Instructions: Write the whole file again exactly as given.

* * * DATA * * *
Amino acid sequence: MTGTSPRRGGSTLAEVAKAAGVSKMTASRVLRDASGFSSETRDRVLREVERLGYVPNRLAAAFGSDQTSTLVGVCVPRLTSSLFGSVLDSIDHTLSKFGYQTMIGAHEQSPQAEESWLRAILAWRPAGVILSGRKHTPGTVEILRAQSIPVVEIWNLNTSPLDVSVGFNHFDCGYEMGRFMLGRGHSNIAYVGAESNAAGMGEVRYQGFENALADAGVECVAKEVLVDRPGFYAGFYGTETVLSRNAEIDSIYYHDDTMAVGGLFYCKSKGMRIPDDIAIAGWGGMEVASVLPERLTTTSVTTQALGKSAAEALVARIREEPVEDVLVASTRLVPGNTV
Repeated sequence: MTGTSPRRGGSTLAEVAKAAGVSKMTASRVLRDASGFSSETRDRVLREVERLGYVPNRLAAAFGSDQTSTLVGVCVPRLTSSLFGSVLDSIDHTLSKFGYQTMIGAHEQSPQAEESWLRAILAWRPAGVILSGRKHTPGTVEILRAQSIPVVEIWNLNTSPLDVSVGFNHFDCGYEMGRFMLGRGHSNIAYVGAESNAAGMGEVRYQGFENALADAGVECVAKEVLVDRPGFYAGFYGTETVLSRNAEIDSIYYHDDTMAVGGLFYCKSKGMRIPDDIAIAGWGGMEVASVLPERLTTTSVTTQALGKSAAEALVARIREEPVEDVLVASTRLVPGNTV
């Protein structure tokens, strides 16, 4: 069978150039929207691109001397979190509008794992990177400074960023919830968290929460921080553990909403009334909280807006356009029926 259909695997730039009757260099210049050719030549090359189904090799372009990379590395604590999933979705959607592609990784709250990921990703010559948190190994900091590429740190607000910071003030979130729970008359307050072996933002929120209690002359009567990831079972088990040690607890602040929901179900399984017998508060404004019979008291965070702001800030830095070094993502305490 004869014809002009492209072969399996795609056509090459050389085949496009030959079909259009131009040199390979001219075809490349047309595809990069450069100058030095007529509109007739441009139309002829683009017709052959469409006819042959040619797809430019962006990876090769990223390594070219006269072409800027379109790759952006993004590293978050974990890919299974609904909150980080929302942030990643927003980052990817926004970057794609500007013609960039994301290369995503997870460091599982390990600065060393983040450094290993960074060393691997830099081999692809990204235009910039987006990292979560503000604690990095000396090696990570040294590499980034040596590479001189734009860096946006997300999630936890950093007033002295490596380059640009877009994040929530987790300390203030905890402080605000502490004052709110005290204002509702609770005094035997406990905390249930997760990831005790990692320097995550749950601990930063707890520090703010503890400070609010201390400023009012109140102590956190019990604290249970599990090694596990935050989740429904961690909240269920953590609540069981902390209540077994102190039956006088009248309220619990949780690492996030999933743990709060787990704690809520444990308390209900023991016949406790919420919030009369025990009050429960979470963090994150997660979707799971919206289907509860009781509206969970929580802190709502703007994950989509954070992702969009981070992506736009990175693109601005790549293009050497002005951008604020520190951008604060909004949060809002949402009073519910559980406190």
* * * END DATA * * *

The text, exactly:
Amino acid sequence: MTGTSPRRGGSTLAEVAKAAGVSKMTASRVLRDASGFSSETRDRVLREVERLGYVPNRLAAAFGSDQTSTLVGVCVPRLTSSLFGSVLDSIDHTLSKFGYQTMIGAHEQSPQAEESWLRAILAWRPAGVILSGRKHTPGTVEILRAQSIPVVEIWNLNTSPLDVSVGFNHFDCGYEMGRFMLGRGHSNIAYVGAESNAAGMGEVRYQGFENALADAGVECVAKEVLVDRPGFYAGFYGTETVLSRNAEIDSIYYHDDTMAVGGLFYCKSKGMRIPDDIAIAGWGGMEVASVLPERLTTTSVTTQALGKSAAEALVARIREEPVEDVLVASTRLVPGNTV
Repeated sequence: MTGTSPRRGGSTLAEVAKAAGVSKMTASRVLRDASGFSSETRDRVLREVERLGYVPNRLAAAFGSDQTSTLVGVCVPRLTSSLFGSVLDSIDHTLSKFGYQTMIGAHEQSPQAEESWLRAILAWRPAGVILSGRKHTPGTVEILRAQSIPVVEIWNLNTSPLDVSVGFNHFDCGYEMGRFMLGRGHSNIAYVGAESNAAGMGEVRYQGFENALADAGVECVAKEVLVDRPGFYAGFYGTETVLSRNAEIDSIYYHDDTMAVGGLFYCKSKGMRIPDDIAIAGWGGMEVASVLPERLTTTSVTTQALGKSAAEALVARIREEPVEDVLVASTRLVPGNTV
């Protein structure tokens, strides 16, 4: 069978150039929207691109001397979190509008794992990177400074960023919830968290929460921080553990909403009334909280807006356009029926 259909695997730039009757260099210049050719030549090359189904090799372009990379590395604590999933979705959607592609990784709250990921990703010559948190190994900091590429740190607000910071003030979130729970008359307050072996933002929120209690002359009567990831079972088990040690607890602040929901179900399984017998508060404004019979008291965070702001800030830095070094993502305490 004869014809002009492209072969399996795609056509090459050389085949496009030959079909259009131009040199390979001219075809490349047309595809990069450069100058030095007529509109007739441009139309002829683009017709052959469409006819042959040619797809430019962006990876090769990223390594070219006269072409800027379109790759952006993004590293978050974990890919299974609904909150980080929302942030990643927003980052990817926004970057794609500007013609960039994301290369995503997870460091599982390990600065060393983040450094290993960074060393691997830099081999692809990204235009910039987006990292979560503000604690990095000396090696990570040294590499980034040596590479001189734009860096946006997300999630936890950093007033002295490596380059640009877009994040929530987790300390203030905890402080605000502490004052709110005290204002509702609770005094035997406990905390249930997760990831005790990692320097995550749950601990930063707890520090703010503890400070609010201390400023009012109140102590956190019990604290249970599990090694596990935050989740429904961690909240269920953590609540069981902390209540077994102190039956006088009248309220619990949780690492996030999933743990709060787990704690809520444990308390209900023991016949406790919420919030009369025990009050429960979470963090994150997660979707799971919206289907509860009781509206969970929580802190709502703007994950989509954070992702969009981070992506736009990175693109601005790549293009050497002005951008604020520190951008604060909004949060809002949402009073519910559980406190």